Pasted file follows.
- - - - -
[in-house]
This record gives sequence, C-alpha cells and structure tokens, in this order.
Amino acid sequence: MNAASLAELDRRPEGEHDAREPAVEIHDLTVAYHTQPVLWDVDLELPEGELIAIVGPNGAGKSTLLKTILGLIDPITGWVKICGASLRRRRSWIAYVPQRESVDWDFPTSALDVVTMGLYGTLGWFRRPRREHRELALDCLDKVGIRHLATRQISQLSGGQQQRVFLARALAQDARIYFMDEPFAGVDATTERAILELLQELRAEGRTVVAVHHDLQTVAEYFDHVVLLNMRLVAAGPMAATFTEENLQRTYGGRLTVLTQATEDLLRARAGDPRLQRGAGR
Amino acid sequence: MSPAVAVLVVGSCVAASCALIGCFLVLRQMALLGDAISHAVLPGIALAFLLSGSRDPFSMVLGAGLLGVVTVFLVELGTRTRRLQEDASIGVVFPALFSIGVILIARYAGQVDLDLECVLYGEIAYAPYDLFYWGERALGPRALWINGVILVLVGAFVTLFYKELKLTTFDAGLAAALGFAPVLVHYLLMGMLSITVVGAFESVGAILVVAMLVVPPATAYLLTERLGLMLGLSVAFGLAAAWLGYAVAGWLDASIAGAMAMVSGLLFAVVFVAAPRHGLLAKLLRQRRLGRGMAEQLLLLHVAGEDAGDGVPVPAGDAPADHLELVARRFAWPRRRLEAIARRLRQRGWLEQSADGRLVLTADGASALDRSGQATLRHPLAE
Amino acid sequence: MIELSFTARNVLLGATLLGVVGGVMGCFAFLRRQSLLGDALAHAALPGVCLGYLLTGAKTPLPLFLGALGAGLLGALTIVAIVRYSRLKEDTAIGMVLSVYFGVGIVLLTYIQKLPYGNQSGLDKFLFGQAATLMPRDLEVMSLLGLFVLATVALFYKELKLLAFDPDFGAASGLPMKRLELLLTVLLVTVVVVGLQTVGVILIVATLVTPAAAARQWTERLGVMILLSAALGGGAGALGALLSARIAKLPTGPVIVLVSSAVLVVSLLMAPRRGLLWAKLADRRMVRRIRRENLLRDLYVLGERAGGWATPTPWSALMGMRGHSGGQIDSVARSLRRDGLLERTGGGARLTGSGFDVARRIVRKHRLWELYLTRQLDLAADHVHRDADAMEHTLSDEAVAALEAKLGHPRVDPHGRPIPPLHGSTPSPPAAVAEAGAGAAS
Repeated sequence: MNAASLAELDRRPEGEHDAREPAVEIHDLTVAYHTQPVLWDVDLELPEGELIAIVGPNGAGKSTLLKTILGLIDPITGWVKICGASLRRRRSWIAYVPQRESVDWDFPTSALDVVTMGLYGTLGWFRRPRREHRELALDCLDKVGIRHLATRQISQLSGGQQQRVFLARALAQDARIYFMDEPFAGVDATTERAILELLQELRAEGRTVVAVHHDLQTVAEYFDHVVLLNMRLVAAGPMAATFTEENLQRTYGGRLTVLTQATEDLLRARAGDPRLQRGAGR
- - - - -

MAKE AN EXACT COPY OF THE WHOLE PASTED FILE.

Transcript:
[in-house]
This record gives sequence, C-alpha cells and structure tokens, in this order.
Amino acid sequence: MNAASLAELDRRPEGEHDAREPAVEIHDLTVAYHTQPVLWDVDLELPEGELIAIVGPNGAGKSTLLKTILGLIDPITGWVKICGASLRRRRSWIAYVPQRESVDWDFPTSALDVVTMGLYGTLGWFRRPRREHRELALDCLDKVGIRHLATRQISQLSGGQQQRVFLARALAQDARIYFMDEPFAGVDATTERAILELLQELRAEGRTVVAVHHDLQTVAEYFDHVVLLNMRLVAAGPMAATFTEENLQRTYGGRLTVLTQATEDLLRARAGDPRLQRGAGR
Amino acid sequence: MSPAVAVLVVGSCVAASCALIGCFLVLRQMALLGDAISHAVLPGIALAFLLSGSRDPFSMVLGAGLLGVVTVFLVELGTRTRRLQEDASIGVVFPALFSIGVILIARYAGQVDLDLECVLYGEIAYAPYDLFYWGERALGPRALWINGVILVLVGAFVTLFYKELKLTTFDAGLAAALGFAPVLVHYLLMGMLSITVVGAFESVGAILVVAMLVVPPATAYLLTERLGLMLGLSVAFGLAAAWLGYAVAGWLDASIAGAMAMVSGLLFAVVFVAAPRHGLLAKLLRQRRLGRGMAEQLLLLHVAGEDAGDGVPVPAGDAPADHLELVARRFAWPRRRLEAIARRLRQRGWLEQSADGRLVLTADGASALDRSGQATLRHPLAE
Amino acid sequence: MIELSFTARNVLLGATLLGVVGGVMGCFAFLRRQSLLGDALAHAALPGVCLGYLLTGAKTPLPLFLGALGAGLLGALTIVAIVRYSRLKEDTAIGMVLSVYFGVGIVLLTYIQKLPYGNQSGLDKFLFGQAATLMPRDLEVMSLLGLFVLATVALFYKELKLLAFDPDFGAASGLPMKRLELLLTVLLVTVVVVGLQTVGVILIVATLVTPAAAARQWTERLGVMILLSAALGGGAGALGALLSARIAKLPTGPVIVLVSSAVLVVSLLMAPRRGLLWAKLADRRMVRRIRRENLLRDLYVLGERAGGWATPTPWSALMGMRGHSGGQIDSVARSLRRDGLLERTGGGARLTGSGFDVARRIVRKHRLWELYLTRQLDLAADHVHRDADAMEHTLSDEAVAALEAKLGHPRVDPHGRPIPPLHGSTPSPPAAVAEAGAGAAS
Repeated sequence: MNAASLAELDRRPEGEHDAREPAVEIHDLTVAYHTQPVLWDVDLELPEGELIAIVGPNGAGKSTLLKTILGLIDPITGWVKICGASLRRRRSWIAYVPQRESVDWDFPTSALDVVTMGLYGTLGWFRRPRREHRELALDCLDKVGIRHLATRQISQLSGGQQQRVFLARALAQDARIYFMDEPFAGVDATTERAILELLQELRAEGRTVVAVHHDLQTVAEYFDHVVLLNMRLVAAGPMAATFTEENLQRTYGGRLTVLTQATEDLLRARAGDPRLQRGAGR